Victim Impact Statement
What is a Victim Impact Statement?
Under provisions of the Criminal Code of Canada and the Youth Criminal Justice Act, a Victim Impact Statement allows you to express in writing to a Judge how being a victim of crime has affected you and those close to you.
The purpose of the Victim Impact Statement is to describe how the crime has affected you emotionally and physically and the effect it has had on your life. If charges are laid, and if the accused person is found guilty, your Victim Impact Statement will be considered by the Judge during sentencing.
Who may prepare a Victim Impact Statement?
Anyone who is a victim of a crime may prepare a Victim Impact Statement. In a case where the victim has died or is not capable of preparing a Victim Impact Statement, the Victim Impact Statement may be prepared by a spouse or relative.
Do I have to prepare a Victim Impact Statement?
No. Your decision to prepare a Victim Impact Statement is a voluntary one. It provides you with an opportunity to participate in the criminal justice system by describing how the offence has affected you and those close to you.
Why should I prepare a Victim Impact Statement?
The Victim Impact Statement provides you with an opportunity to describe how you have been affected by the crime.
For the Court
If a charge is laid and the accused person is found guilty, your Victim Impact Statement will be considered by the Judge at the time of sentencing. Your Victim Impact Statement will help the Court understand how the crime has affected you emotionally and physically and the effect the crime had on your life.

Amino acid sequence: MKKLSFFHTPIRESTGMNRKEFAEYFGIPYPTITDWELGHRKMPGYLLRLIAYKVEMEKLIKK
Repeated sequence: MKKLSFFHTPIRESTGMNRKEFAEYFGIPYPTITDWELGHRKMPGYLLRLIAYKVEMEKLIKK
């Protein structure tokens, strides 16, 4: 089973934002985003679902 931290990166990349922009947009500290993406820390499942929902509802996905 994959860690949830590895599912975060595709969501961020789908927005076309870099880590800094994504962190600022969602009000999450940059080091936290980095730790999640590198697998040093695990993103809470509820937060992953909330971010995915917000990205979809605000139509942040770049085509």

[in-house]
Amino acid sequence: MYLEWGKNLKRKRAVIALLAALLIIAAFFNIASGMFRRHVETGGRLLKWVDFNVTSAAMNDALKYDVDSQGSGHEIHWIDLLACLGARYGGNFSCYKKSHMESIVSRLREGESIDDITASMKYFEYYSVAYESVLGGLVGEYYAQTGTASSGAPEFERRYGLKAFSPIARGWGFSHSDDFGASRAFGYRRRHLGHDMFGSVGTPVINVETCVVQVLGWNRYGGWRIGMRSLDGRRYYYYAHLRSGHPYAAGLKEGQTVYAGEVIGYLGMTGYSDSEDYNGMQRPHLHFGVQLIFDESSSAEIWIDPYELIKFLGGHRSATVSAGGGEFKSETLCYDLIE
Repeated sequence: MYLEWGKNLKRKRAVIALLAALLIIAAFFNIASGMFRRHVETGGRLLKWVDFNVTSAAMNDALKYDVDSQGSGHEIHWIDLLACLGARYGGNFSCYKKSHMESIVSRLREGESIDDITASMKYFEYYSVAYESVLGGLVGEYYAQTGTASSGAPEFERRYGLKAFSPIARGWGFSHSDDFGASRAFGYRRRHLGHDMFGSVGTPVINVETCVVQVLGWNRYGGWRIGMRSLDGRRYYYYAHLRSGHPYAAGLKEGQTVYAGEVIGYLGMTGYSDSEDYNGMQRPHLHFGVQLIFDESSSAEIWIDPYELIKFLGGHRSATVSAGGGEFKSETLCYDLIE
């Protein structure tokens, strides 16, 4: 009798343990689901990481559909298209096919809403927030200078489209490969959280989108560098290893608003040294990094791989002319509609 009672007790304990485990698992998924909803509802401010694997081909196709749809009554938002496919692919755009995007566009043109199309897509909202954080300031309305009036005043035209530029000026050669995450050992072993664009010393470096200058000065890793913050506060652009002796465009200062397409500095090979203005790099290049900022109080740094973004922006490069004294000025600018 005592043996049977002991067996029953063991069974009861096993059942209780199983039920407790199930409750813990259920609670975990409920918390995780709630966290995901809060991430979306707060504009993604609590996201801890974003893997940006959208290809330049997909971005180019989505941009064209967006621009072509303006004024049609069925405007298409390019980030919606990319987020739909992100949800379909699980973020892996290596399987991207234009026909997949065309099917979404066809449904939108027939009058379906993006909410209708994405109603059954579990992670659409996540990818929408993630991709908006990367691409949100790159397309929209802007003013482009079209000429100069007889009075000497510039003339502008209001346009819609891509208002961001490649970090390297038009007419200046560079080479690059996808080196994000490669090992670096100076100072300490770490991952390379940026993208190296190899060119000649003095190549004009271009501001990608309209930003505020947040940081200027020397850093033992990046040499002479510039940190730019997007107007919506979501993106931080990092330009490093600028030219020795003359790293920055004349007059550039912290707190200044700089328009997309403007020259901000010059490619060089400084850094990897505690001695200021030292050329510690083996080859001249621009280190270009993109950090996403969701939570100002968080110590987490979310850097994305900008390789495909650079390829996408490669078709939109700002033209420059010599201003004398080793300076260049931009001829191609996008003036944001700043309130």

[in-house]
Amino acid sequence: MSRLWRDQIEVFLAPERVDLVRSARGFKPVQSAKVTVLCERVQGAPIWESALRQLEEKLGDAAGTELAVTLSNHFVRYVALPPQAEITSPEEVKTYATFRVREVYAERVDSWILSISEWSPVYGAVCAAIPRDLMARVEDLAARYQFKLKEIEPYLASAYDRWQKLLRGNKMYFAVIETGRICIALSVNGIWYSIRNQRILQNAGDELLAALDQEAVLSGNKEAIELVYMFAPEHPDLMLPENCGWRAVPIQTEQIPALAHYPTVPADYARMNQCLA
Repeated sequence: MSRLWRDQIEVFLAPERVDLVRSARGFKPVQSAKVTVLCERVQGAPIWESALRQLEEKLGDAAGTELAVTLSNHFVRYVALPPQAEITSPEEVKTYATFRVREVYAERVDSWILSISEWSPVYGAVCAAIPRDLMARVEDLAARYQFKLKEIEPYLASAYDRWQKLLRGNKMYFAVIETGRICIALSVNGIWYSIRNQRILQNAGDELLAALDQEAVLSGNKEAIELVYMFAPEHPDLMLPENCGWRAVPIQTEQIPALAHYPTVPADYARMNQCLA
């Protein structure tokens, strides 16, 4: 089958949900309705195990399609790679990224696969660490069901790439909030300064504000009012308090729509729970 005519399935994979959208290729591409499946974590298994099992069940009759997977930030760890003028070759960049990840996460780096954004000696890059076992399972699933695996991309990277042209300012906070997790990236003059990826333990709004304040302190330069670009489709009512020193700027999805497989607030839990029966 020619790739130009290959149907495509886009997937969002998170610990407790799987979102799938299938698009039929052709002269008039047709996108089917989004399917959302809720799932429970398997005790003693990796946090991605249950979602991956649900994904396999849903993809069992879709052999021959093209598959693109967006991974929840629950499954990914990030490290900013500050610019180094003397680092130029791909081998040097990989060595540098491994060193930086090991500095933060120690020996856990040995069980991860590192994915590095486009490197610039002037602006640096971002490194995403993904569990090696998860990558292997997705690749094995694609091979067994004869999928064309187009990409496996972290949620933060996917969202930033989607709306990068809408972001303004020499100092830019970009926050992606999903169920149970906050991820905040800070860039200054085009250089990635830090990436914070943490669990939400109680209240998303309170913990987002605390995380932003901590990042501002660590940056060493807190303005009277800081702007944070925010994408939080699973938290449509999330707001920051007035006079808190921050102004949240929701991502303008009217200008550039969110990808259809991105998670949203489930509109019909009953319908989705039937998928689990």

How do I prepare the Victim Impact Statement?
Victim Impact Statement forms are available from Police and Victim Service Units. The Victim Impact Statement is to be written in your own words and describe how you have been affected by the crime
What is appropriate to include in a Victim Impact Statement?
- How the crime has affected you physically.
- How the crime has affected you emotionally.
- Fears for your safety
- You can draw a picture, write a poem or letter to include in your statement if it helps you express the impact the crime has had on you.
How and when will my Victim Impact Statement be used?
After a finding of guilt, before sentencing
After a finding of guilt and before the offender is sentenced, your Victim Impact Statement will be provided to the Court. The Victim Impact Statement will be considered by the Judge at the time the offender is sentenced. The Judge, the Crown prosecutor, the defense lawyer and the offender will receive copies of your Victim Impact Statement. At the sentencing hearing, you may be cross-examined on the contents of your Victim Impact Statement.
Please note that sentencing can occur at any time
For example, if an accused person pleads guilty, sentencing could occur on short notice. In order for a Victim Impact Statement to be considered in these circumstances, it should be at the courthouse as soon as possible.
If the offender is sentenced to probation or jail, your Victim Impact Statement will be provided to provincial or federal correctional authorities and the National Parole Board. You may also be able to read your Victim Impact Statement at National Parole Board hearings. If you require further information, contact the National Parole Board toll-free at 1-888-616-5277.
If the accused person is found "not criminally responsible on account of mental disorder," your Victim Impact Statement will be provided to the Alberta Review Board. The Board may allow you to present your Victim Impact Statement in person. It can also take steps to protect your identity.
What is NOT appropriate to include in a Victim Impact Statement?
- A description of the crime or how the crime occurred.
- Details of the crime, the time, date, location or sequence of events. This information will have been in the witness statement you gave to police. By the time your Victim Impact Statement is considered by the Court, the accused person has already been found guilty.
- Offences the accused may have been charged with or convicted of in the past or since the incident in question.
- Your opinions or criticisms about the accused person's character.
- Your thoughts or recommendations as to the type of sentence or the severity of punishment the accused should receive.
If your Victim Impact Statement contains any of the above, the Court may disregard it.